As explained above, the information request is sent to the service management object 400 from the scanning tool 50, but this information request includes identification data for identifying the category explained above and designation data (parameter) for designating the fault information within the category. The service management object 400 executes a drive process S4 in response to the information request from the scanning tool 50. In this drive process S4, the corresponding service execution object 500 is determined by the identification data explained above and the drive instruction is issued to the service execution object 500. In this case, the designation data explained above is output together with the drive instruction. When the drive instruction is issued, the service execution object 500 executes a fault information acquisition process S5. In the fault information acquisition process S5, the fault information is sent to at least any one of the objects 100 to 300 based on the designation data output together with the drive instruction.

When the service execution object 500 requests the fault information, the fault detection object 100 executes a detected information output process S6 and outputs detected information. Moreover, in the same manner, the fault information management object 200 executes a diagnosis fault information output process S7 to output the diagnosis fault information and the FFD management object 300 executes an FFD output process S8 to output the FFD.

The service execution object 500 outputs the obtained fault information to the service management object 400 when the information is output from all of the objects 100 to 300 having requested the fault information. Thereby, the service management object 400 issues the response to the scanning tool 50.

This embodiment has a characteristic in the format of the program stored in the ROM of the memory 39, and in more detail, has the characteristic in a format of the service program. Therefore, the drive process S4, diagnosis fault information acquisition process S5, detected information output process S6, diagnosis fault information output process S7 and FFD output process S8 shown in FIG. 5 will be explained more practically for full understanding of operations of the objects 100 to 500.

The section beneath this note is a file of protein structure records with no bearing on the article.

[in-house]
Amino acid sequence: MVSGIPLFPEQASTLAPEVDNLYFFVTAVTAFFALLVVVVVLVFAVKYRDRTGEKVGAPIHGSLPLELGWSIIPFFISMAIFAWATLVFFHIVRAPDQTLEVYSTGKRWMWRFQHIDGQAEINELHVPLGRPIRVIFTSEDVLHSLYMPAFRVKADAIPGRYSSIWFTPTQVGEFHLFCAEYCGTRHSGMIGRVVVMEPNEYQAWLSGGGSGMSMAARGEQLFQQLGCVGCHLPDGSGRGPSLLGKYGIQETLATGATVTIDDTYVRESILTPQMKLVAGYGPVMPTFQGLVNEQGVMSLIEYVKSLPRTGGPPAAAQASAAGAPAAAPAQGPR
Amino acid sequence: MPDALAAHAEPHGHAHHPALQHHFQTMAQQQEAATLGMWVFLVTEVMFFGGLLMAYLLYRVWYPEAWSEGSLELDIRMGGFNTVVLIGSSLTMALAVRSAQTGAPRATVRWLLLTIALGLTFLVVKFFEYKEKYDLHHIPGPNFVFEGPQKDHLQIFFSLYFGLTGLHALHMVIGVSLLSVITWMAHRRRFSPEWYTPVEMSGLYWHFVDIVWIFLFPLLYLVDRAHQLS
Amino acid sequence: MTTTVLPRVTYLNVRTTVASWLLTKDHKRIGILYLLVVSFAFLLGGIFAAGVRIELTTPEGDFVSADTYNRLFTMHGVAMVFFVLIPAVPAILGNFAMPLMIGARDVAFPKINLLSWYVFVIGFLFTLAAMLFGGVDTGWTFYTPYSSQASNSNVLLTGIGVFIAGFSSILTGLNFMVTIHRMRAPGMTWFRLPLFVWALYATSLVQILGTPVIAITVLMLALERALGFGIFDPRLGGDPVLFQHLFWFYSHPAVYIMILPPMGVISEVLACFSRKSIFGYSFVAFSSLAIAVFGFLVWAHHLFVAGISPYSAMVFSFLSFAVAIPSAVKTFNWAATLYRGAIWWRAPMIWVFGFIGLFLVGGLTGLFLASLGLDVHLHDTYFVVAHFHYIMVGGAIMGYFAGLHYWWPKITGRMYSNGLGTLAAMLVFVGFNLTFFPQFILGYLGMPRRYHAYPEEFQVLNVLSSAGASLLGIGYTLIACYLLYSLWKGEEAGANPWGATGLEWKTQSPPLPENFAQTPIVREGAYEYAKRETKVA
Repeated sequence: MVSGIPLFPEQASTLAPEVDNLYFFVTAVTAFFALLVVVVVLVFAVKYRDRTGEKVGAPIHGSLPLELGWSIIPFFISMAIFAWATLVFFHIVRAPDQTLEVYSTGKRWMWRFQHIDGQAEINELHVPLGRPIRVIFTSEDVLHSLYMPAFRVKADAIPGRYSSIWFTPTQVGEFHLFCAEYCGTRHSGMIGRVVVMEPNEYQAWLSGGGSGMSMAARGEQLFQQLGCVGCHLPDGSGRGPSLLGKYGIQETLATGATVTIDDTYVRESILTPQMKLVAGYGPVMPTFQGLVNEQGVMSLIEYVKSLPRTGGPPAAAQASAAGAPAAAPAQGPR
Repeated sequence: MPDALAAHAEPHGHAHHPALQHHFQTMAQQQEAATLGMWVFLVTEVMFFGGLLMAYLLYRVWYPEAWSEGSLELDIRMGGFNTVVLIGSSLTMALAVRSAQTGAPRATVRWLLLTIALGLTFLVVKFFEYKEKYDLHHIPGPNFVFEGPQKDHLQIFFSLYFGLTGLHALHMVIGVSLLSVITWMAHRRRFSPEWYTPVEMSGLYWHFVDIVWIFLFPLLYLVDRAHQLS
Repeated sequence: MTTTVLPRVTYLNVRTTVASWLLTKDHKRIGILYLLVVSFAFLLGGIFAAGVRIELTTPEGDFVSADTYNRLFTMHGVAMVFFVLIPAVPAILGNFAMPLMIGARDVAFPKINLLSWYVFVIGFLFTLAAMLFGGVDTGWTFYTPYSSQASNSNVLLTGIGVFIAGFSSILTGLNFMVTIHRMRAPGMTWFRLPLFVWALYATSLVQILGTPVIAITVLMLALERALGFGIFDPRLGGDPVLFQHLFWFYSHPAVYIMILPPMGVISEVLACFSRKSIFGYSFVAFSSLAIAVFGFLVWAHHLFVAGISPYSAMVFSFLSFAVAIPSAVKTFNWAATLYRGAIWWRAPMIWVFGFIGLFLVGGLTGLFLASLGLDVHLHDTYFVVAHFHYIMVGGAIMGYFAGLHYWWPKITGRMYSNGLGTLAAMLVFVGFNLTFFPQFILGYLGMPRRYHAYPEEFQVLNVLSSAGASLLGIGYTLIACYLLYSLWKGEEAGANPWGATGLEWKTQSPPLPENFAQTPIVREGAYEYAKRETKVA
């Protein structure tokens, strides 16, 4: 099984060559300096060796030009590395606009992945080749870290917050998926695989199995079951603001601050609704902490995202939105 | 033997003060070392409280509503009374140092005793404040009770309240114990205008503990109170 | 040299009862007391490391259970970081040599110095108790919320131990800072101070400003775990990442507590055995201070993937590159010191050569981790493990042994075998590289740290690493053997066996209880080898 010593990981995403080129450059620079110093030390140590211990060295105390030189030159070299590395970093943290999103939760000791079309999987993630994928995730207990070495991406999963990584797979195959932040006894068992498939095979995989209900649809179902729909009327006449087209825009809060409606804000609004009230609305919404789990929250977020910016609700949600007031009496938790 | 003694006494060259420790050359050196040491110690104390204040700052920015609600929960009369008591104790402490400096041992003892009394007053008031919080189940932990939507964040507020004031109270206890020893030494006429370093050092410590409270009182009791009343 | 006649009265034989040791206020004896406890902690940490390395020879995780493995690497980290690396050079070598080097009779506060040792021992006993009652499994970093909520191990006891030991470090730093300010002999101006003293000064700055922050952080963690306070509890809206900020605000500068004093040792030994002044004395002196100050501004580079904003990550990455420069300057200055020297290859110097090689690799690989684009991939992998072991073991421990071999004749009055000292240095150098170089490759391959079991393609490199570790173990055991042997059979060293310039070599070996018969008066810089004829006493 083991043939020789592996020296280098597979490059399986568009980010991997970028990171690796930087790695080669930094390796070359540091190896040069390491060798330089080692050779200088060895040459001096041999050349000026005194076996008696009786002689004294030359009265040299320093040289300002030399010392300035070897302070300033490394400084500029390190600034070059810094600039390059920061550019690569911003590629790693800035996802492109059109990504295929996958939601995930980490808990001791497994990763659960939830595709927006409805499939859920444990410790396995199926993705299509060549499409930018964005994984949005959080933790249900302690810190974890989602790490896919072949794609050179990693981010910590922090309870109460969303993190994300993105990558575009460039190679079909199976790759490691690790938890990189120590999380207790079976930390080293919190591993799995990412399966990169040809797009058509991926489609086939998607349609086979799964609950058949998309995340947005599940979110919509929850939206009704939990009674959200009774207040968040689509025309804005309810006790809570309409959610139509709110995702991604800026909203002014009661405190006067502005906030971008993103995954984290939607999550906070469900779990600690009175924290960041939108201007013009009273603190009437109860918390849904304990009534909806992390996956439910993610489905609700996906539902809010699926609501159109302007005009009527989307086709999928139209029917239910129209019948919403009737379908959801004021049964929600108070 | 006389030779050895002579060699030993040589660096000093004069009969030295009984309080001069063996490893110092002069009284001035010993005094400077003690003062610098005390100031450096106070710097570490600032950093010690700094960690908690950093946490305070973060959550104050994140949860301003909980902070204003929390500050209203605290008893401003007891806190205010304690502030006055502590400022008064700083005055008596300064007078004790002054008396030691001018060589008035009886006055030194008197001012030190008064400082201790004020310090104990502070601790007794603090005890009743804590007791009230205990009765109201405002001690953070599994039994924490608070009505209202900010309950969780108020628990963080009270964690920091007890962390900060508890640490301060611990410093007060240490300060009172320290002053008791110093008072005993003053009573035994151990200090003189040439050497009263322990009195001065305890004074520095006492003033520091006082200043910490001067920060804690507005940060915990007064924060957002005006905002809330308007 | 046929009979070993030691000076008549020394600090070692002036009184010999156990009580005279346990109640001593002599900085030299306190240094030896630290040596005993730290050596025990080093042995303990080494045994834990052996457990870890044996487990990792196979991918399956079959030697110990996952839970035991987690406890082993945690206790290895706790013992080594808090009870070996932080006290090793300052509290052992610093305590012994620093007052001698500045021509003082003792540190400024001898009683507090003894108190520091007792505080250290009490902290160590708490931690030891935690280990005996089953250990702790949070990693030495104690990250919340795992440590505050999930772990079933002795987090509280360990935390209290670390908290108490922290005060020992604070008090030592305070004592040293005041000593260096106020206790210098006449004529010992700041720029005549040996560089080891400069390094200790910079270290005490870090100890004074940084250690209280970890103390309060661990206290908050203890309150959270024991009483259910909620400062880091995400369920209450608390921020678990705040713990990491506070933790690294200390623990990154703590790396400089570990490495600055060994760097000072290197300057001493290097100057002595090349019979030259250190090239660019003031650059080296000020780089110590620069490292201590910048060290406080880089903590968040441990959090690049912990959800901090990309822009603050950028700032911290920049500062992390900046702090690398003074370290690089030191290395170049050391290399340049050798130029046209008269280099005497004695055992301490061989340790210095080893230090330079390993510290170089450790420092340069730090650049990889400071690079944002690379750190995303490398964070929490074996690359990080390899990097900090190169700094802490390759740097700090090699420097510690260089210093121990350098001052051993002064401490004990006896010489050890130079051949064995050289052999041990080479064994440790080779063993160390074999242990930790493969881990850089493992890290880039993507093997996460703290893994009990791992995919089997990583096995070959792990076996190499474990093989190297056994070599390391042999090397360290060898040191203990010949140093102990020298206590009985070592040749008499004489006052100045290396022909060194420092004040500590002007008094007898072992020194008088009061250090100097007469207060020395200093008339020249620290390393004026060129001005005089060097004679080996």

First, the drive process S4 will be explained. FIG. 6 is a flowchart showing the drive process S4 to be executed by the service management object 400. In a first step (hereinafter a term “step” is indicated only by the letter “S”) 4000, the service execution object 500 is determined based on the identification data explained above. For example, when the identification data designates “Mode$02”, the service execution object 500 for obtaining the FFD is determined as an object 500.

In S4010, the drive instruction is issued to the service execution object 500 determined in S4000. In this case, the designation data explained above is output. With the drive instruction in S4010, the service execution object 500 outputs the fault information. Accordingly, after the fault information is output from the service execution object 500, having issued the drive instruction, the fault information is converted to response data in S4020. This process converts the fault information conforming to a communication protocol for the scanning tool 50. In S4030, the converted response data is output as a response to the scanning tool 50. Thereafter, the drive process S4 ends.

Subsequently, the diagnosis fault information acquisition process S5 will be explained. FIG. 7 is a flowchart indicating the diagnosis fault information acquisition process S5 executed by the service execution object 500. In a first step S5000, it is determined whether the information to be detected is designated or not. This determination is conducted based on the designation data explained above. When it is determined (S5000: YES) that the information to be detected is designated, the designated information to be detected is sent to the fault detection object 100 in S5010. When the information to be detected is obtained, the process goes to S5020. Meanwhile, when it is determined that the information to be detected is not designated (S5000: NO), step S5010 is not executed and the process goes to S5020.